sudo bash

Update initrd file /boot/initrd.img-3.5.0-17-generic for 3.5.0-17-generic
Please reboot the system to use the new driver module.

sudo shutdown -r now

That should be everything! You can now test with

cat /proc/scsi/rr276x/*


Installing the RAID Management Software

Annoyingly the RAID management console is difficult to install to say the least. The GUI deb packages error when trying to install and HighPoint don’t even provide a deb for the command line version and to top it off the version of the command line utility on the driver CD is newer than the version on their site! For this reason I’ve provided the newer command line RPMs here.

Let’s get this thing installed.

Web version:

mkdir ~/driver/utility
mkdir ~/driver/utility/console
mkdir ~/driver/utility/web
cd ~/driver/utility/web
echo "rr276x" | sudo tee -a /etc/hptcfg > /dev/null
tar -xzvf WebGUI-Linux-v2.1-120419.tgz
sudo apt-get -y install alien
sudo alien -d hptsvr-https-2.1-12.0419.$(uname -m).rpm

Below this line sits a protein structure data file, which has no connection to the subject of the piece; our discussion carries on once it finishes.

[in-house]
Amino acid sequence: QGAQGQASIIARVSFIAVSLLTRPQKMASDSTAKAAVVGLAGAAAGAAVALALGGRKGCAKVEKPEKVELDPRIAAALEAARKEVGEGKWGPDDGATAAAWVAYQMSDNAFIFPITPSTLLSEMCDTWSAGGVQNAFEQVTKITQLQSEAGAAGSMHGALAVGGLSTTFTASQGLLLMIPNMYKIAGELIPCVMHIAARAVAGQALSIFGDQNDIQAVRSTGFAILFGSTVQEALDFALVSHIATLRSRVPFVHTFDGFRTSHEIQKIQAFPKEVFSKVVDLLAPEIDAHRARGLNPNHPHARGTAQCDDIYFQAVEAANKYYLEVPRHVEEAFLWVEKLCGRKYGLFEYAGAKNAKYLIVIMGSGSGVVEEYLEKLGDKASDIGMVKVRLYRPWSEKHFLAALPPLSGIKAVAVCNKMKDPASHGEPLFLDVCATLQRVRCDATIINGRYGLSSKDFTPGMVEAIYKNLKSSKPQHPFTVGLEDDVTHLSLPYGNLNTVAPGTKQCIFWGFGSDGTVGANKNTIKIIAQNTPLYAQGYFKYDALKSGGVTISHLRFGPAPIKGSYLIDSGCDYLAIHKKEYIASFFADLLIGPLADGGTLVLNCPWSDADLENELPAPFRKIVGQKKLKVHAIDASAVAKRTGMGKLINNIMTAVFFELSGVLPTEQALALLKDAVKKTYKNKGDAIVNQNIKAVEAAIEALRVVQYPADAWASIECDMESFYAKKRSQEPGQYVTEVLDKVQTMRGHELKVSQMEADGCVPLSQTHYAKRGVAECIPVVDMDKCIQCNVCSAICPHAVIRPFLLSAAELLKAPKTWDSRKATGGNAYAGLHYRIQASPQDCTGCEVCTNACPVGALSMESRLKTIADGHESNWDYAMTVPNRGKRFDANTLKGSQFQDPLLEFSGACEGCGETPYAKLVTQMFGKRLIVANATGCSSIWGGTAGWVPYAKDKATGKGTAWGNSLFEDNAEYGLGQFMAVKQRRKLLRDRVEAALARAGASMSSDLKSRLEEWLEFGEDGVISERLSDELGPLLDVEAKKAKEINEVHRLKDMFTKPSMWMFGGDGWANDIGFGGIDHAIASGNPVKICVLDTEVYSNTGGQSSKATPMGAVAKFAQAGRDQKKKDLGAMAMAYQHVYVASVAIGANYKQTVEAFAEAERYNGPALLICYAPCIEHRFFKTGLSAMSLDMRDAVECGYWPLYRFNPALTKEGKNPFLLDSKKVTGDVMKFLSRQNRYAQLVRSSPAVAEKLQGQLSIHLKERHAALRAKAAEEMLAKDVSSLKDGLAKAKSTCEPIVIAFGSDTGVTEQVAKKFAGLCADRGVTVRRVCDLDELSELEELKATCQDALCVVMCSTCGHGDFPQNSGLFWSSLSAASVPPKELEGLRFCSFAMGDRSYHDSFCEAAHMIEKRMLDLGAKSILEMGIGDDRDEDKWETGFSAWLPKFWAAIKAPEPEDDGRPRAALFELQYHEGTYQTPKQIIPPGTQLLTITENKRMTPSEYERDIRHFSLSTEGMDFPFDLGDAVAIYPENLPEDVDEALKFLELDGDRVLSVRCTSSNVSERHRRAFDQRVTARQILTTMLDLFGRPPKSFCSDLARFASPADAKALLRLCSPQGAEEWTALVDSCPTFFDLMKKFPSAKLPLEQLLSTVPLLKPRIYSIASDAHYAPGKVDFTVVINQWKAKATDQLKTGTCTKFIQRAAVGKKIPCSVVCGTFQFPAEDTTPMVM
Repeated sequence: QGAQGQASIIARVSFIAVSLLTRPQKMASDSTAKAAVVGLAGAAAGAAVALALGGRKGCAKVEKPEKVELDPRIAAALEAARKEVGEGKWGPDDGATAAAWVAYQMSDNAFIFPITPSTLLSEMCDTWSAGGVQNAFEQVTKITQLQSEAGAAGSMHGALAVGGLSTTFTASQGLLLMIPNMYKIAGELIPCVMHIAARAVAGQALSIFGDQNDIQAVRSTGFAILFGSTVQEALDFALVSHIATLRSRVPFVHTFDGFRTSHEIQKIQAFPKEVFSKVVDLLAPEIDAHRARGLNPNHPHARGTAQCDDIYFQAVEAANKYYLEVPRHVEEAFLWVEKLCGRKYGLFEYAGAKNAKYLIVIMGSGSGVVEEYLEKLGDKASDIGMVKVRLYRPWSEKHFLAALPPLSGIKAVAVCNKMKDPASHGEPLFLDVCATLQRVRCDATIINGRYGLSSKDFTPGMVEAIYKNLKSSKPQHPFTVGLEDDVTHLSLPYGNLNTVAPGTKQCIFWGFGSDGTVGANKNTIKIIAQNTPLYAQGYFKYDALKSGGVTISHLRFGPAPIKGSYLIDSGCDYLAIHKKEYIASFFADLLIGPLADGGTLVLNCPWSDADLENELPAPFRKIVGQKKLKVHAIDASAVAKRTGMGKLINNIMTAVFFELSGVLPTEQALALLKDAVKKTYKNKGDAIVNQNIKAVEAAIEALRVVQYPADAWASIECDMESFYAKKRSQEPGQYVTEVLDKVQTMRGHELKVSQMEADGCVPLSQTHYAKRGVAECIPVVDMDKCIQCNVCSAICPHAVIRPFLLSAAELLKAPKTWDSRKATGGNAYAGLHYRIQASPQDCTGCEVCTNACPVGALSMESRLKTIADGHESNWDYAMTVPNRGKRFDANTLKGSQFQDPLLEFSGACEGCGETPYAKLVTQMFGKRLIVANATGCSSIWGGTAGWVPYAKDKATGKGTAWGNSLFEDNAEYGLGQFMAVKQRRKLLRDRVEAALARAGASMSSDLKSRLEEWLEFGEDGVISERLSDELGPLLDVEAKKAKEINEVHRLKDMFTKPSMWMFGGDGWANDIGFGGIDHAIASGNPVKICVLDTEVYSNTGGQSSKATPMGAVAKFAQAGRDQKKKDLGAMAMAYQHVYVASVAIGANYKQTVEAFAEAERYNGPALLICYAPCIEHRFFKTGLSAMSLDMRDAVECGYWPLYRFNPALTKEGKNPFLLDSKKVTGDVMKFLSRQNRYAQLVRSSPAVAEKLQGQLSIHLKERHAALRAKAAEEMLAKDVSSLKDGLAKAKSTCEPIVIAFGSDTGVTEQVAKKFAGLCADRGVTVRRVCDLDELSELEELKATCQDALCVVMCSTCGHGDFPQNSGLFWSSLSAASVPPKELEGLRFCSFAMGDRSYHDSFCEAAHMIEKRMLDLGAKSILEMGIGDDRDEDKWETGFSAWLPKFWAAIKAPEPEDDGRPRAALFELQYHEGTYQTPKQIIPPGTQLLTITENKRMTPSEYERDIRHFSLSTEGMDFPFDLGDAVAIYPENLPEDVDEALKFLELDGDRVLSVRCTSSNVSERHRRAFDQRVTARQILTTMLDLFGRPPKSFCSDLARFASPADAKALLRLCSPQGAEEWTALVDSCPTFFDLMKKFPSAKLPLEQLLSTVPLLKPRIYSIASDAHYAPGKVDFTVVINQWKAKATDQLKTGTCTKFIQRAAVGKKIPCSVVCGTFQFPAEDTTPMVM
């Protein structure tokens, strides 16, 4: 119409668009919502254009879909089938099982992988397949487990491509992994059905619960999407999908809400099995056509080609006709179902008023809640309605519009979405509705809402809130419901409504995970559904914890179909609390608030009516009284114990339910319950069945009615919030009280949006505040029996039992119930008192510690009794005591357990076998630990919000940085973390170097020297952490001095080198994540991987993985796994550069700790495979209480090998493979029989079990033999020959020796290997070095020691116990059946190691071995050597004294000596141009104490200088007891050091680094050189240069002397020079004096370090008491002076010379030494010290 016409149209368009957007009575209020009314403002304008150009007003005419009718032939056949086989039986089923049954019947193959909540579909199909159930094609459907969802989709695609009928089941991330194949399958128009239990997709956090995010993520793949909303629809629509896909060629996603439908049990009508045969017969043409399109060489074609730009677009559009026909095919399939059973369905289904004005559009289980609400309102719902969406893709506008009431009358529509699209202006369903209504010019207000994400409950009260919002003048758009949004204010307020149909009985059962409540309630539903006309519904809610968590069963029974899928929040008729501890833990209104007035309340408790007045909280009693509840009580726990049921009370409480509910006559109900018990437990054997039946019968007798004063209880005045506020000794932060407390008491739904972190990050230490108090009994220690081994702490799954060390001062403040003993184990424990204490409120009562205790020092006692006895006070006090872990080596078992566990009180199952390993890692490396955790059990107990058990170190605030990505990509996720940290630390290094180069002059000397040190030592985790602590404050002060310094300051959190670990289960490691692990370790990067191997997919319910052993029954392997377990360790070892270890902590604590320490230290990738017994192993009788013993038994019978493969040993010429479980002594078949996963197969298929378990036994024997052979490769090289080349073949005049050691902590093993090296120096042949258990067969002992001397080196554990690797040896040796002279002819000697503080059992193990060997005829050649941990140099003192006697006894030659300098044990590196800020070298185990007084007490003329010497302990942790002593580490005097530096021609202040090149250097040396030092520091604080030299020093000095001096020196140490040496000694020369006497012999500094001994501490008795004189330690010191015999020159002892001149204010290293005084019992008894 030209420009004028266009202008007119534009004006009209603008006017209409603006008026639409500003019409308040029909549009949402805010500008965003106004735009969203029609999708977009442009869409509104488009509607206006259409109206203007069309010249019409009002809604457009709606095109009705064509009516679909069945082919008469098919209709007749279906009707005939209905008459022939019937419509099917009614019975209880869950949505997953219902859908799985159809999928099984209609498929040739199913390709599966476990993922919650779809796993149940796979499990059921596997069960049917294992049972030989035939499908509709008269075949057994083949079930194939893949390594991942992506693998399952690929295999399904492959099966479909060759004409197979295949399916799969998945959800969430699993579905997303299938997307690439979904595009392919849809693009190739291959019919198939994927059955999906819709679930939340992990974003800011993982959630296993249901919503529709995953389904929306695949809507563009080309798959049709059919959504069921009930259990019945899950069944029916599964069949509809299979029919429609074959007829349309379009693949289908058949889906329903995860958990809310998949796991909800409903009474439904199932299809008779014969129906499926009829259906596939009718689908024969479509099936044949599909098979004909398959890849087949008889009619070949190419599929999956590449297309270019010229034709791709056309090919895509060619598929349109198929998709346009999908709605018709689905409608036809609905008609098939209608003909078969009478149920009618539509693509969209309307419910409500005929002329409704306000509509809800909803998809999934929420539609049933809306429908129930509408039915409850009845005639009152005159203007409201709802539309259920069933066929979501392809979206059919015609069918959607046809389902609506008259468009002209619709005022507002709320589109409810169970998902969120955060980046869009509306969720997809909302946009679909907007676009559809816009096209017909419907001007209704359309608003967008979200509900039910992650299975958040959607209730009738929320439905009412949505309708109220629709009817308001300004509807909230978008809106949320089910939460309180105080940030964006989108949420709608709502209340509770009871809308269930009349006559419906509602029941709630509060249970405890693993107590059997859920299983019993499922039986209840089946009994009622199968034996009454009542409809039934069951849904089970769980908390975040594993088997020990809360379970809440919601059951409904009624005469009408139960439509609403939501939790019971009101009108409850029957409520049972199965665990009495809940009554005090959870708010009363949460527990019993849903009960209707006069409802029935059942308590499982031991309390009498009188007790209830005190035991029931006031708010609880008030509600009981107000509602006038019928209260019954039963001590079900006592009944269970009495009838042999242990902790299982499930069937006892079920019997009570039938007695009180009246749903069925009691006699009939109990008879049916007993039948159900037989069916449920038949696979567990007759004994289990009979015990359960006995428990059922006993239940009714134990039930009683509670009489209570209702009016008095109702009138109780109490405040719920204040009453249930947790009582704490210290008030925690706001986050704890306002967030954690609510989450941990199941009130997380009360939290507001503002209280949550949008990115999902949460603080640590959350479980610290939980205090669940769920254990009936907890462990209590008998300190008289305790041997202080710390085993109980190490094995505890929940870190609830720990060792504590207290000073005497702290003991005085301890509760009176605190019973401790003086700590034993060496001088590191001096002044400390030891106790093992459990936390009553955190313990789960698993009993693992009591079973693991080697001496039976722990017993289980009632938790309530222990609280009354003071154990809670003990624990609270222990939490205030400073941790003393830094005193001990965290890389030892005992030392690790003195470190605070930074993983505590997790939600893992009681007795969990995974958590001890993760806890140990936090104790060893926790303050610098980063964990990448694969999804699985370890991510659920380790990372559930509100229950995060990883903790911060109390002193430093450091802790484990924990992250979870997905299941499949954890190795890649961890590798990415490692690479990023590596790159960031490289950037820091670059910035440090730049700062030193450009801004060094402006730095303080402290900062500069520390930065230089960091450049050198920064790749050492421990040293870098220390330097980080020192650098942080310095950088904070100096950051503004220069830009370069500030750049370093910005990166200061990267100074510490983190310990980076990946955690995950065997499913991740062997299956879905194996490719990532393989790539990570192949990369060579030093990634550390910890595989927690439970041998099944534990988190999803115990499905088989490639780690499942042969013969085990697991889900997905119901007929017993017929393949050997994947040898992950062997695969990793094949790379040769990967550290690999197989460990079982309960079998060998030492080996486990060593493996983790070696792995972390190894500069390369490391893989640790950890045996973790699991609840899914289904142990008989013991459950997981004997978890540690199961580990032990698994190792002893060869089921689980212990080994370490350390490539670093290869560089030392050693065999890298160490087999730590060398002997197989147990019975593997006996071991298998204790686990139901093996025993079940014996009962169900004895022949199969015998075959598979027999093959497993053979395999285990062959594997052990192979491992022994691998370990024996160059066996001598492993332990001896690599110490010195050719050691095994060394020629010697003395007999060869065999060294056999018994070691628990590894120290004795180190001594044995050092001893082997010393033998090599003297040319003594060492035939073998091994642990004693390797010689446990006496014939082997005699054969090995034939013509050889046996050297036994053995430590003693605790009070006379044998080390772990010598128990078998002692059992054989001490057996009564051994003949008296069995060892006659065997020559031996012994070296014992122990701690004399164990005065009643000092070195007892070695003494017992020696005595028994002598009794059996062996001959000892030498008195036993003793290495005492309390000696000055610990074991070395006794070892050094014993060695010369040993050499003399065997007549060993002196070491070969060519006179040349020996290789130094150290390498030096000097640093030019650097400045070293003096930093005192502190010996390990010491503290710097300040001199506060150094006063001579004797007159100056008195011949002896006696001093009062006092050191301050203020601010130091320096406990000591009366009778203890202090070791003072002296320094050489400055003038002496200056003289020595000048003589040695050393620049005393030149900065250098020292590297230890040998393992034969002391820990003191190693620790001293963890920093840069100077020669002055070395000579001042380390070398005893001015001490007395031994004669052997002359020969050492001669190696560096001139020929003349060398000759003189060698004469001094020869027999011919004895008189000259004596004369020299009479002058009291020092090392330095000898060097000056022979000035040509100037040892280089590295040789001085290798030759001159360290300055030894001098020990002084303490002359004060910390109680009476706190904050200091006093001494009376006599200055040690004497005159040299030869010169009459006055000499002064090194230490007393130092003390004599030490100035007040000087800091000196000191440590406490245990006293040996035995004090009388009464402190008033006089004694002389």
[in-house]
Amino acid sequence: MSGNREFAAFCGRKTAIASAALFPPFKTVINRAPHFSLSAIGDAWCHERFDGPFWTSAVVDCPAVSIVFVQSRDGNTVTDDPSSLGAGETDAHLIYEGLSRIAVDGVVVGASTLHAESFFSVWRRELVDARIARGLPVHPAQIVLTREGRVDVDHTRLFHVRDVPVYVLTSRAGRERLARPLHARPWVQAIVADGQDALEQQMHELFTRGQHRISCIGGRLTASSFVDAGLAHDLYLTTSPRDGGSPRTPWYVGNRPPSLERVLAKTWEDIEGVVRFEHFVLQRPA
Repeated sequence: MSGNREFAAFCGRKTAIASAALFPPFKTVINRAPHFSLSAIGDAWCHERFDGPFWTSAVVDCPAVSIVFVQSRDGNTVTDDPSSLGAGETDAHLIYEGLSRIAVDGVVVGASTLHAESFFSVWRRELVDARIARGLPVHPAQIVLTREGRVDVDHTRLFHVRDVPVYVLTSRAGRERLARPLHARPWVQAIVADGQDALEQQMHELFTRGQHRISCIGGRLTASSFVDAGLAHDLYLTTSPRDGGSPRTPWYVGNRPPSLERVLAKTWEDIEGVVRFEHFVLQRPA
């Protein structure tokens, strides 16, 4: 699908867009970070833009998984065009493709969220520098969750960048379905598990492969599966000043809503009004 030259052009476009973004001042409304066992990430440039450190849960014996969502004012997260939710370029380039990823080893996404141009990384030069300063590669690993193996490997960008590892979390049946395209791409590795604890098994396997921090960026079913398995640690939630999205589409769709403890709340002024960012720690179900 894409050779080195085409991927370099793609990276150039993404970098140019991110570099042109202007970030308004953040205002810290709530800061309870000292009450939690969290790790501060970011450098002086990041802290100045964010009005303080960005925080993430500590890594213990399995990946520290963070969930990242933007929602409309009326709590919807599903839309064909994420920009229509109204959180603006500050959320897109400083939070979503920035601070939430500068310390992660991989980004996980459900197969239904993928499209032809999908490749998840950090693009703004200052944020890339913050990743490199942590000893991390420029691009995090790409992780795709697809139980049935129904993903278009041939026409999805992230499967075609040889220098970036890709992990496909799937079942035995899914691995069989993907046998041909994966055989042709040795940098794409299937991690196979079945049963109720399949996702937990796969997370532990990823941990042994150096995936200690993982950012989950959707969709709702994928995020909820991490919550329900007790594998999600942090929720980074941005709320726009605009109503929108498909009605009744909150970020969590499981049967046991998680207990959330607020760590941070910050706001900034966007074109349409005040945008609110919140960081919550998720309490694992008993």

sudo dpkg -i hptsvr-https_2.1-13.0419_amd64.deb


Command Line version:

cd ~/driver/utility/console
sudo alien -d hptraidconf-3.5-1.$(uname -m).rpm
sudo alien -d hptsvr-3.13-7.$(uname -m).rpm
sudo dpkg -i hptraidconf_3.5-2_amd64.deb

Run the web server:

sudo hptsvr

You should now be able to connect to it from your browser by navigating to http://localhost:7402 with username RAID and password hpt.


Further Reading

HOWTO: Get GUI hptsvr & hptraid 3.13 working on Ubuntu
HighPoint driver download page for RocketRaid 2760a

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Partitioning and Formatting New Disks in Linux

Posted November 4th, 2012 in Linux

The below is a quick guide to creating partitions on a newly purchased, unformatted disk. For this guide I’ll be formatting a new WD 2TB Black.


Find the disk you want to partition

# lsblk

sda 8:0 0 55.9G 0 disk
├─sda1 8:1 0 53.6G 0 part /
├─sda2 8:2 0 1K 0 part
└─sda5 8:5 0 2.3G 0 part [SWAP]
sdb 8:16 0 1.8T 0 disk
sdc 8:32 0 1.8T 0 disk

Partitions appear as subitems. Notice sdb and sdc have no partitions – those are the disks I want to format.


Create the partition

# sudo fdisk /dev/sdb

Device contains neither a valid DOS partition table, nor Sun, SGI or OSF disklabel
Building a new DOS disklabel with disk identifier 0xd3e43840.